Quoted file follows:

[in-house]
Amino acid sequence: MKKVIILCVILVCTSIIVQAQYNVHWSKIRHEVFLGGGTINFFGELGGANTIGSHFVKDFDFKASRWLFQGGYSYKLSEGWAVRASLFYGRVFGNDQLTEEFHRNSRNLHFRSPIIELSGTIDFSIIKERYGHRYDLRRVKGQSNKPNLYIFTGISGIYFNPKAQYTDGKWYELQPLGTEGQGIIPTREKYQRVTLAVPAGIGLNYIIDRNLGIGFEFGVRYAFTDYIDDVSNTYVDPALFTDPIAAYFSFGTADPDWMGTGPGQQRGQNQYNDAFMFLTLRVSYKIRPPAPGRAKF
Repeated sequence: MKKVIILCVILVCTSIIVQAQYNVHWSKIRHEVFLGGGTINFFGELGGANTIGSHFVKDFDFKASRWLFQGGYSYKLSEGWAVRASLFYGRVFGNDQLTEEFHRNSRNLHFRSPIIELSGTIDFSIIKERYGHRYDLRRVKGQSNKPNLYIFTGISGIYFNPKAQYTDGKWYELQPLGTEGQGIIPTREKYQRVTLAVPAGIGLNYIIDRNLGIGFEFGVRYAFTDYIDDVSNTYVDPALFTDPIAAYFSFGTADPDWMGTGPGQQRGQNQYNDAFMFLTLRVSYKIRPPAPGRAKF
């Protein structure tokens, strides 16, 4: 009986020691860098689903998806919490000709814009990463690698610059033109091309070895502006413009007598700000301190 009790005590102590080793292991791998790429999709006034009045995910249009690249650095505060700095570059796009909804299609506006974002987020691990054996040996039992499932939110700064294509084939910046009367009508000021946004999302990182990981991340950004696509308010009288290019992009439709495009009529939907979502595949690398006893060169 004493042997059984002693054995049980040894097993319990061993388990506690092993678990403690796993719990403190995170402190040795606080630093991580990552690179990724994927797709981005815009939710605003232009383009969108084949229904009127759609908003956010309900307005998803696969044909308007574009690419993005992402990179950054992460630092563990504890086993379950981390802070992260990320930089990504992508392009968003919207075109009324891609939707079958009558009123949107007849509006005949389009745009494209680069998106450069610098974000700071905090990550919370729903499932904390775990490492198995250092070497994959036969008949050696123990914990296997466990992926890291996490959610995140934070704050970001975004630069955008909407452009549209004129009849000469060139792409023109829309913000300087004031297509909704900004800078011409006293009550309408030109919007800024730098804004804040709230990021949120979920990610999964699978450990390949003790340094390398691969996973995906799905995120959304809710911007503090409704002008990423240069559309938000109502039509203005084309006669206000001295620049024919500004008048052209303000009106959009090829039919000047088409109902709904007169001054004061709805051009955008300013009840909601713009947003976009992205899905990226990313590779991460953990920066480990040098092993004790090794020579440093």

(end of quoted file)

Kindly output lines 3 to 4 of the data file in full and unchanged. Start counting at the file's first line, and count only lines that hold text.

Repeated sequence: MKKVIILCVILVCTSIIVQAQYNVHWSKIRHEVFLGGGTINFFGELGGANTIGSHFVKDFDFKASRWLFQGGYSYKLSEGWAVRASLFYGRVFGNDQLTEEFHRNSRNLHFRSPIIELSGTIDFSIIKERYGHRYDLRRVKGQSNKPNLYIFTGISGIYFNPKAQYTDGKWYELQPLGTEGQGIIPTREKYQRVTLAVPAGIGLNYIIDRNLGIGFEFGVRYAFTDYIDDVSNTYVDPALFTDPIAAYFSFGTADPDWMGTGPGQQRGQNQYNDAFMFLTLRVSYKIRPPAPGRAKF
């Protein structure tokens, strides 16, 4: 009986020691860098689903998806919490000709814009990463690698610059033109091309070895502006413009007598700000301190 009790005590102590080793292991791998790429999709006034009045995910249009690249650095505060700095570059796009909804299609506006974002987020691990054996040996039992499932939110700064294509084939910046009367009508000021946004999302990182990981991340950004696509308010009288290019992009439709495009009529939907979502595949690398006893060169 004493042997059984002693054995049980040894097993319990061993388990506690092993678990403690796993719990403190995170402190040795606080630093991580990552690179990724994927797709981005815009939710605003232009383009969108084949229904009127759609908003956010309900307005998803696969044909308007574009690419993005992402990179950054992460630092563990504890086993379950981390802070992260990320930089990504992508392009968003919207075109009324891609939707079958009558009123949107007849509006005949389009745009494209680069998106450069610098974000700071905090990550919370729903499932904390775990490492198995250092070497994959036969008949050696123990914990296997466990992926890291996490959610995140934070704050970001975004630069955008909407452009549209004129009849000469060139792409023109829309913000300087004031297509909704900004800078011409006293009550309408030109919007800024730098804004804040709230990021949120979920990610999964699978450990390949003790340094390398691969996973995906799905995120959304809710911007503090409704002008990423240069559309938000109502039509203005084309006669206000001295620049024919500004008048052209303000009106959009090829039919000047088409109902709904007169001054004061709805051009955008300013009840909601713009947003976009992205899905990226990313590779991460953990920066480990040098092993004790090794020579440093």